It is hard to destroy your own cause and feel righteous while doing so, yet the American left has done it. After more than two centuries at the vanguard of the struggle for freedom, the American left, broadly defined, executed a volte face and embraced anti-working-class policies marketed as purely technical public health measures. For two years the left has championed policies of surveillance and exclusion in the form of: punitive vaccine mandates, invasive vaccine passports, socially destructive lockdowns, and radically unaccountable censorship by large media and technology corporations. For the entire pandemic, leftists and liberals – call them the Lockdown Left – cheered on unprecedented levels of repression aimed primarily at the working class – those who could not afford private schools and could not comfortably telecommute from second homes.
Almost the entire left intelligentsia has remained psychically stuck in March 2020. Its members have applauded the new biosecurity repression and calumniated as liars, grifters, and fascists any and all who dissented. Typically, they did so without even engaging evidence and while shirking public debate. Among the most visible in this has been Noam Chomsky, the self-described anarcho-syndicalist who called for the unvaccinated to “remove themselves from society,” and suggested that they should be allowed to go hungry if they refuse to submit.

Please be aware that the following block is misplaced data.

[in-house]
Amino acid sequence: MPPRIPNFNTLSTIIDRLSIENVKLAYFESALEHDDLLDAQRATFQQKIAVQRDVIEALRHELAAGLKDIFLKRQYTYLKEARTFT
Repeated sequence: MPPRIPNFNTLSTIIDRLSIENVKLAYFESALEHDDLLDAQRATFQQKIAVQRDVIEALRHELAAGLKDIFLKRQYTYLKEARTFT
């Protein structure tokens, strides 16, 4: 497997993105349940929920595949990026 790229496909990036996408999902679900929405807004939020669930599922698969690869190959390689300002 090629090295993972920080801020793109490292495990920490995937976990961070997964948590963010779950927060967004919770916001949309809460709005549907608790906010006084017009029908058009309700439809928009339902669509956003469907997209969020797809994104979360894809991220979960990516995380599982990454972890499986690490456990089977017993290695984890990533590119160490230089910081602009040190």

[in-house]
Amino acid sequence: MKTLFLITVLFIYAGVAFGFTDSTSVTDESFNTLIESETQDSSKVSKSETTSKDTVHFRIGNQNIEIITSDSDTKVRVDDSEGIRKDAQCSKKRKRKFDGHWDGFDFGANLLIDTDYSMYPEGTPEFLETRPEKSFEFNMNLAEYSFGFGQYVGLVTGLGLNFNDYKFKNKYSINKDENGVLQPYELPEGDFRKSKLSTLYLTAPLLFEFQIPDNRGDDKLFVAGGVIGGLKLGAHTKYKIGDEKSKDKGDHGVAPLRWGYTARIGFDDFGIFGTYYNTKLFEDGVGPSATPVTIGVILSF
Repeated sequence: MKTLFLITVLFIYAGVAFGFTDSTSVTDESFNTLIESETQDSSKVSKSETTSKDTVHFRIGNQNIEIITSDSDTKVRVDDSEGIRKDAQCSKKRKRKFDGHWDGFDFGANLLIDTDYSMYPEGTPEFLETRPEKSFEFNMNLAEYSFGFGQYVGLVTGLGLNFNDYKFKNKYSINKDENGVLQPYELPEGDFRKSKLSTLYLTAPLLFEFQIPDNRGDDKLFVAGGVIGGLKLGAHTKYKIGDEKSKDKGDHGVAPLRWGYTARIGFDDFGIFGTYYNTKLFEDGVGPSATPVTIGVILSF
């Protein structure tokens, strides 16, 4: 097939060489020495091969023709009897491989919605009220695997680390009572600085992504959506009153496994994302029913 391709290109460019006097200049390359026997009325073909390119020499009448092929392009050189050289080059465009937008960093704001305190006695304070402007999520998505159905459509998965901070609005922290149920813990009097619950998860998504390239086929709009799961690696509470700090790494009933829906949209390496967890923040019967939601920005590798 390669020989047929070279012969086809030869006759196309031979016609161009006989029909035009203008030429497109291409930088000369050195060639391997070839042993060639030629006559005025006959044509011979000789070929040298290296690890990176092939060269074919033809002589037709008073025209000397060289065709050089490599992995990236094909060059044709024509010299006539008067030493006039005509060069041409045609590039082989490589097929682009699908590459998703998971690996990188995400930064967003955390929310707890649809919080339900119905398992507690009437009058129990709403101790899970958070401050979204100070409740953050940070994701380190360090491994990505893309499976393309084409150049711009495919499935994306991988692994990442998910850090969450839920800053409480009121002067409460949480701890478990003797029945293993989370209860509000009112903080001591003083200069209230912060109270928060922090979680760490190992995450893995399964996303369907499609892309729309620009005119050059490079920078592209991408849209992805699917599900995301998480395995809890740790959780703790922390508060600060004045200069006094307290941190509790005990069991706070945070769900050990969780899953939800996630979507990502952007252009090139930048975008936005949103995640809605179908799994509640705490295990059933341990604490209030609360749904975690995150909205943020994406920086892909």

In Jacobin, a magazine claiming to support the working class in all its struggles, Branko Marcetic demanded the unvaccinated be barred from public transportation: “one obvious course of action is for Biden to make vaccines a requirement for mass transport.”  Journalist Doug Henwood has scolded the unvaccinated with: “Get over your own bloated sense of self-importance.”  But Henwood has championed shutting down all of society in the name of safety, while refusing to engage counter-arguments – a combination that suggests a bloated sense of self-importance of his own.
Other left intellectuals, like Benjamin Bratton, author of a Verso book on the pandemic called Return of the Real, are notable for hiding amidst academic blather: “the book’s argument is on behalf [of] a ‘positive biopolitics’ that may form the basis of viable social self-organization, but this is less a statement on behalf of ‘the political’ in some metaphysical sense than on behalf of a governmentality through which an inevitably planetary society can deliberately compose itself.”  This is, as the late Alex Cockburn once said, “what dumb people think smart people sound like.”